The article makes a completely different point. It says, if you're travelling from Moscow to Irkutsk don't take the train just because it departs an hour earlier than the plane.


You are correct in that that appears to be the main point of the article. However, the analogy is unfair.

Airports are in relative short supply, so once you've taken the train, your stuck on it for quite a bit.

Migrating away from an ORM or using raw sql queries in addition to an ORM is possible at all times (with more or less work, depending on the ORM you've chosen). So you can start with the train and hop on the plane anytime you want or need.


Hi! Author of the post here. Much as I'm happy to have this go around again, this is actually a dupe, and has been very extensively discussed on HN before:

http://news.ycombinator.com/item?id=2657745

The reason it has a different URL now is a long story: my hosting provider had a meltdown and I was less than religious about backups for my personal blog (oh, the shame!) so I lost timestamp information on this and a few other posts, as well as all the original comments. So it looks like I posted this a month ago, but it's actually more than 3 months old.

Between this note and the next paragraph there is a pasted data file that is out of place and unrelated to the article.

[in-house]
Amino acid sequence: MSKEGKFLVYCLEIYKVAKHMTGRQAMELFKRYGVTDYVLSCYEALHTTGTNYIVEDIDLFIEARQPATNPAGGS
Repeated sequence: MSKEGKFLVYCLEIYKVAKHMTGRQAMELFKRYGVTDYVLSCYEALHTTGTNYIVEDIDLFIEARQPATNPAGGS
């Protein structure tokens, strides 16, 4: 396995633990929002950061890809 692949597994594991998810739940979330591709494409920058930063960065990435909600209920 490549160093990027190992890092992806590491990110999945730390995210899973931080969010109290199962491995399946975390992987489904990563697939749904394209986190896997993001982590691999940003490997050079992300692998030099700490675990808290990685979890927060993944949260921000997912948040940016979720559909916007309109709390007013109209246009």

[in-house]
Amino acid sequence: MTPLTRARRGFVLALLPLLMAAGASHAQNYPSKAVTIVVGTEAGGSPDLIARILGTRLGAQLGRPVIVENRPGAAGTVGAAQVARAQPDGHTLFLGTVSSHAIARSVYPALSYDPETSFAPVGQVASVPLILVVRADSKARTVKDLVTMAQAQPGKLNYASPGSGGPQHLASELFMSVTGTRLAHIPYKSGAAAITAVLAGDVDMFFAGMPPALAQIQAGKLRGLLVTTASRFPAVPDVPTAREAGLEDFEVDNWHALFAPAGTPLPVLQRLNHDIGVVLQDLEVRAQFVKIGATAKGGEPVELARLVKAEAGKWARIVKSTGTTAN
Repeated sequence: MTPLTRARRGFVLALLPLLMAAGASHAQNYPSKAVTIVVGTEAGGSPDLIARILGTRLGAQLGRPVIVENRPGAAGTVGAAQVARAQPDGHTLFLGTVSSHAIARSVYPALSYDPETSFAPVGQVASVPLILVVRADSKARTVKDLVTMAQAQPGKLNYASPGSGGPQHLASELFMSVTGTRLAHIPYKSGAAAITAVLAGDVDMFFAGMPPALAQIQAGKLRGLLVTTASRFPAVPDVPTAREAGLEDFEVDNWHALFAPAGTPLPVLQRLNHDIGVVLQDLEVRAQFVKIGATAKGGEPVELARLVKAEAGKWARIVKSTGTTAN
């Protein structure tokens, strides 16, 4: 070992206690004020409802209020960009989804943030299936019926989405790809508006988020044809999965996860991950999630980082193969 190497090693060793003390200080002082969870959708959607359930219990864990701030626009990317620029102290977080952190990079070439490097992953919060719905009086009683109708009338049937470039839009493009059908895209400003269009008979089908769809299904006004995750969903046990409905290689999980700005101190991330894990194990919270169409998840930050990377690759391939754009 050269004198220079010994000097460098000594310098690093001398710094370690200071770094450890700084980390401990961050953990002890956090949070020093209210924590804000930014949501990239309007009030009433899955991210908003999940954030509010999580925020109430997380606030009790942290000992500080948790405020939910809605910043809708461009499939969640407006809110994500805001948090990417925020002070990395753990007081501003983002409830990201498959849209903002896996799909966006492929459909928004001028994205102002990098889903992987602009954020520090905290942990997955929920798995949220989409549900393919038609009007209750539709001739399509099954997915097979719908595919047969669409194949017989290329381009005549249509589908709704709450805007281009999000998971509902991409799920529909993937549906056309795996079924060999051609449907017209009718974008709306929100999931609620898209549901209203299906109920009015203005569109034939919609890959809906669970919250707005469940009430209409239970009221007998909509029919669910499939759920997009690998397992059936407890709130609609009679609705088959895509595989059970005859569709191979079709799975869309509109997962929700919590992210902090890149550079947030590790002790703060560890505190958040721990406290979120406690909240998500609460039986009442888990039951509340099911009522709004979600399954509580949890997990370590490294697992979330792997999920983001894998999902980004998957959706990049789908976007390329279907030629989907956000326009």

Anyway, feel free to argue about this all over again -- it's new to you. I just felt I'd post so nobody who remembers this the first time around thinks I'm intentionally trying to game HN.


"Anyway, feel free to argue about this all over again..."

This was just as applicable when you first posted three months ago, Laurie. : )


And yet, DBIx::Class (and Class::DBI before that) daily make my life easier over large, complex applications. The reason I use it is not because I was told to by someone, but because it was a better way of doing what I'd find myself doing in every bit of DB code I wrote anyway - abstracting the data layer. DBIC does this in a predictable way that I know most other Perl programmers will also understand.

So I'm sorry your ORM failed you. But there's no way in hell I'd ever go near your codebase if you're shying off them in favour of raw SQL, but also because talking about things as being 'anti-patterns' is ... urgh.


She makes a bunch of great points, but as someone who has worked on several projects with a properly implemented ORM, I find that I have to disagree with the post.

It sounds like a lot of people who are Anti-ORM in the comments (here, and on her blog), are focusing on the saturation of relational databases, and touting that NoSQL style data stores are a better fit for certain problems.